County council tensions bubble to the surface
It seems Clark County’s council members are no strangers to conflict during council meetings. Lately though, meetings have veered into open hostility.
An exchange between three council members during the Dec. 1 meeting to review Community Planning’s 2022 work plan provides a prime example.
While discussing the inclusion of updates to the Columbia River Gorge management plan, Councilor Medvigy noted the council had still not received a full detailing of the changes proposed nor an explanation for the county planning commission’s objections.
After several minutes, and with the conversation moving on to other topics, Councilor Julie Olson tried to bring the meeting back on track.
“I want to make sure stay on task here. This is just part of the work plan,” Olson said.
She was quickly shut down by Council Chair Eileen Quiring O’Brien.
“We are wholly aware that this is the work plan. We’re interrupting it and asking questions during the work plan … because we need to approve it. We have questions about it, Ms. Olson. Thank you,” Quiring O’Brien said with irritation.
Quiring O’Brien also told Olson if she would “like to provide whatever you learned at the work session” to the council, they would be happy to listen.
“Well, I’ll go ahead and look it up while you guys are arguing about this topic that is a waste of time,” Olson responded, clearly agitated.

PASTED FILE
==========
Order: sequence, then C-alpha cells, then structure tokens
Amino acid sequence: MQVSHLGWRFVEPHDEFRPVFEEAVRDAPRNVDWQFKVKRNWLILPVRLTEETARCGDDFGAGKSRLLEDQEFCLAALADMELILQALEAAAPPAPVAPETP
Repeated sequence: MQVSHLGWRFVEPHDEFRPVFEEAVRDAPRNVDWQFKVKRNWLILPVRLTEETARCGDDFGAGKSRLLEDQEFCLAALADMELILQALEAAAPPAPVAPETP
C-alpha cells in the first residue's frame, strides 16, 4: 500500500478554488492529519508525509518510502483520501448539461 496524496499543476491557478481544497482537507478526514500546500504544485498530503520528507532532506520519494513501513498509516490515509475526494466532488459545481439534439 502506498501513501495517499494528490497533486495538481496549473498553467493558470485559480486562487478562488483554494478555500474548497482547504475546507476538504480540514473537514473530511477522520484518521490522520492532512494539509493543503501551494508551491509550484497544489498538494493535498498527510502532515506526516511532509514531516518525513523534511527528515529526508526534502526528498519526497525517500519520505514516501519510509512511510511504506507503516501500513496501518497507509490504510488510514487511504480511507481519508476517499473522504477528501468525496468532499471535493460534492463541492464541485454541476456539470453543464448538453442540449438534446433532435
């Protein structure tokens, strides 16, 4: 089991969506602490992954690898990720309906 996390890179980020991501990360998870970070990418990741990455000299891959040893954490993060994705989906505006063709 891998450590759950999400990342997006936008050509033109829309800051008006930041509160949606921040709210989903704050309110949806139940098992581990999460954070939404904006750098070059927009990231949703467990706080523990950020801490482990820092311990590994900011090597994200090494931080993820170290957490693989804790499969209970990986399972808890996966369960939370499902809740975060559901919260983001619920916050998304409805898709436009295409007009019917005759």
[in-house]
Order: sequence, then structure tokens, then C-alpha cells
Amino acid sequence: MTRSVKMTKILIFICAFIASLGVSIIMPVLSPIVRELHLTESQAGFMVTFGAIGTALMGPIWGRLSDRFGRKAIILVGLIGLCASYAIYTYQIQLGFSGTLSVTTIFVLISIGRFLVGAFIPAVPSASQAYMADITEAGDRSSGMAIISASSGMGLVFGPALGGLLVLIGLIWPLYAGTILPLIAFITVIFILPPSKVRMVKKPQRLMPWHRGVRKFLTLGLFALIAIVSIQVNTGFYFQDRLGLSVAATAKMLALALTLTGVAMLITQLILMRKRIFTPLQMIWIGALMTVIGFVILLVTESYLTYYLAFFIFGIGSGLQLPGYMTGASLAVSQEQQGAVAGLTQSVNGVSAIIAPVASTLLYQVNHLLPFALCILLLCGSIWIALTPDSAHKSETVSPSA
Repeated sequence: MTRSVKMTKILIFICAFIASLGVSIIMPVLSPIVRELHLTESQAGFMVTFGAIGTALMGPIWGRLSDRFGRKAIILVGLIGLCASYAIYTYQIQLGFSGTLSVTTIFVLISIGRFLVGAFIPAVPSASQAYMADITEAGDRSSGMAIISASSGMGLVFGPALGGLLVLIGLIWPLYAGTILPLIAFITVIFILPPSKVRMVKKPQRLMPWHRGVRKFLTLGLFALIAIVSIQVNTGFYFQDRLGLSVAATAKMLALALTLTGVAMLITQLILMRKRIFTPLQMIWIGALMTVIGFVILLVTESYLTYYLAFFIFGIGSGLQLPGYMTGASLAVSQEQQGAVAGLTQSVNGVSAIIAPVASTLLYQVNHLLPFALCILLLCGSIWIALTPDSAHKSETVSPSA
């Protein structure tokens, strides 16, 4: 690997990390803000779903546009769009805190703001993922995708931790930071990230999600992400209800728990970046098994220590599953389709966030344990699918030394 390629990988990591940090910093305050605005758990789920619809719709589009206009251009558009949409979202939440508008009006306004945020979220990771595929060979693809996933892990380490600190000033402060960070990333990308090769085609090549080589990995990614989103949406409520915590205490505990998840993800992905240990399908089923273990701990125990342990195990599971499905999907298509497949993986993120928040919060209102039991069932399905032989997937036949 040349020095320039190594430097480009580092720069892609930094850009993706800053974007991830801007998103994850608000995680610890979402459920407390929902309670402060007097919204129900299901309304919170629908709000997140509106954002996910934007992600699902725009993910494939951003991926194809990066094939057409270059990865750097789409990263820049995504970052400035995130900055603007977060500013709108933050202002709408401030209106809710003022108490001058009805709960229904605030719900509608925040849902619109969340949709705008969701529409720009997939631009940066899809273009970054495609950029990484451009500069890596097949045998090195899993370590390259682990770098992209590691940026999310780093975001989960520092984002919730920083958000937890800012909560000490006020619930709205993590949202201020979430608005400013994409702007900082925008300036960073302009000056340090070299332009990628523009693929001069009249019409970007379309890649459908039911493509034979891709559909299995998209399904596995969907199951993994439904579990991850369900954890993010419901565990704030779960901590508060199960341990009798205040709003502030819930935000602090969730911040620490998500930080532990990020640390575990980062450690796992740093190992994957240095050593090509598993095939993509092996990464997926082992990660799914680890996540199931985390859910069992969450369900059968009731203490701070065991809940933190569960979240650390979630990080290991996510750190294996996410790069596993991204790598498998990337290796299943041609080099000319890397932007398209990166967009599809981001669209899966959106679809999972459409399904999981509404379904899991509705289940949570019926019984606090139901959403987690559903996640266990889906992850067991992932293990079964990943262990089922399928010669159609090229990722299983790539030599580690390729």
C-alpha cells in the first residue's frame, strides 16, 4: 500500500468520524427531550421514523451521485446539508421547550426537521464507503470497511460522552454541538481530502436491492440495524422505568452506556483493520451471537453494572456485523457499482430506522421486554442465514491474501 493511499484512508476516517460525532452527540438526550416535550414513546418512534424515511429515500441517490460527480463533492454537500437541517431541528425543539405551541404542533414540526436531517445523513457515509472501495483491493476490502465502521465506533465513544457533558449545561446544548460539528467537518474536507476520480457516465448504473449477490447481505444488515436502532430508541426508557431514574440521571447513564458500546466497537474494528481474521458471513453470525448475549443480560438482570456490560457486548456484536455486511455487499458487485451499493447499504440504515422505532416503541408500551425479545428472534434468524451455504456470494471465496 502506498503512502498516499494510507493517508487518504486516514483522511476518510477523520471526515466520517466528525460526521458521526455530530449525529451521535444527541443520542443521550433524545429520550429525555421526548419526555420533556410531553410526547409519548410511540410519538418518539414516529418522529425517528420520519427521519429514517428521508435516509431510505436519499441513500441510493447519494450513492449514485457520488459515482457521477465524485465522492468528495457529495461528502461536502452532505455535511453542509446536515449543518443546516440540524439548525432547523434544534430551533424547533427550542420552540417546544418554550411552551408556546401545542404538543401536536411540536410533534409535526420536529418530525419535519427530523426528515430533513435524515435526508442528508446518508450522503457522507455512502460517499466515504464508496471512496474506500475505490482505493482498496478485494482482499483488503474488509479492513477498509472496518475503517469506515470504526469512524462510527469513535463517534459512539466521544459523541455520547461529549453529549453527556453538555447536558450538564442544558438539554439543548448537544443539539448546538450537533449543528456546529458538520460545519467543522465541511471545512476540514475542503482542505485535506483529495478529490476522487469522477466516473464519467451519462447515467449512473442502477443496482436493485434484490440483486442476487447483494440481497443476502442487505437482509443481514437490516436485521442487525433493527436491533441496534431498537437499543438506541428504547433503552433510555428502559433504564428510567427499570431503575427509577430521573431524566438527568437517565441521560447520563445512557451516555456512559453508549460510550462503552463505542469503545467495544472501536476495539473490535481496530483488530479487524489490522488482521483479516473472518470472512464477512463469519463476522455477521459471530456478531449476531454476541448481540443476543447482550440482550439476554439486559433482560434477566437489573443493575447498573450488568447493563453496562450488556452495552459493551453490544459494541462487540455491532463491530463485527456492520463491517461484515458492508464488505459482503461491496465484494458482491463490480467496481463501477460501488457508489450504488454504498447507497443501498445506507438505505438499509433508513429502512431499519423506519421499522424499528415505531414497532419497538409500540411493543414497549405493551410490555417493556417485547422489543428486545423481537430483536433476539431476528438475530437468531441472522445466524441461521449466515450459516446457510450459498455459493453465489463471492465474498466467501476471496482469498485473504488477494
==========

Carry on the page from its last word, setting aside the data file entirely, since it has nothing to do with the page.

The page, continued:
Councilor Temple Lentz also tried to intercede by raising a point of order. Lentz also noted the meeting was intended to discuss the work plan, not the specific details of an ordinance for the gorge management plan.
“If we need to have a separate work session about this gorge area ordinance, then I suggest we do so. But if we could stay on track so we finish talking about the (work) plan, that would be fantastic,” Lentz said.
Lentz was also quickly shut down by Quiring O’Brien, who again stated it was the right time for the questions.
“It’s totally appropriate,” Quiring O’Brien said.
When Lentz tried to again request a point of order, the frustration between the two boiled over.
Quiring O’Brien said, “No. I’m sorry, no… I’m denying it,” leaving Lentz visibly shocked.
The council meetings are often divided into two camps – with Quiring O’Brien, Bowerman and Medvigy on one side and Olson and Lentz on the other.
This division also mirrors how the council tends to vote on ordinances, resolutions and other matters that come before it. Votes from Quiring O’Brien, Medvigy and Bowerman rarely differ among them. Lentz and Olson sometimes vote the same, but at other times their votes disagree.
You can’t blame partisan politics for the friction either. Olson — like Bowerman, Medvigy and Quiring O’Brien — is a Republican. Lentz is the lone voice for Democrats in the county.
It’s unclear where the friction between the council members stems from, but it’s clear it’s affecting their ability to work collaboratively.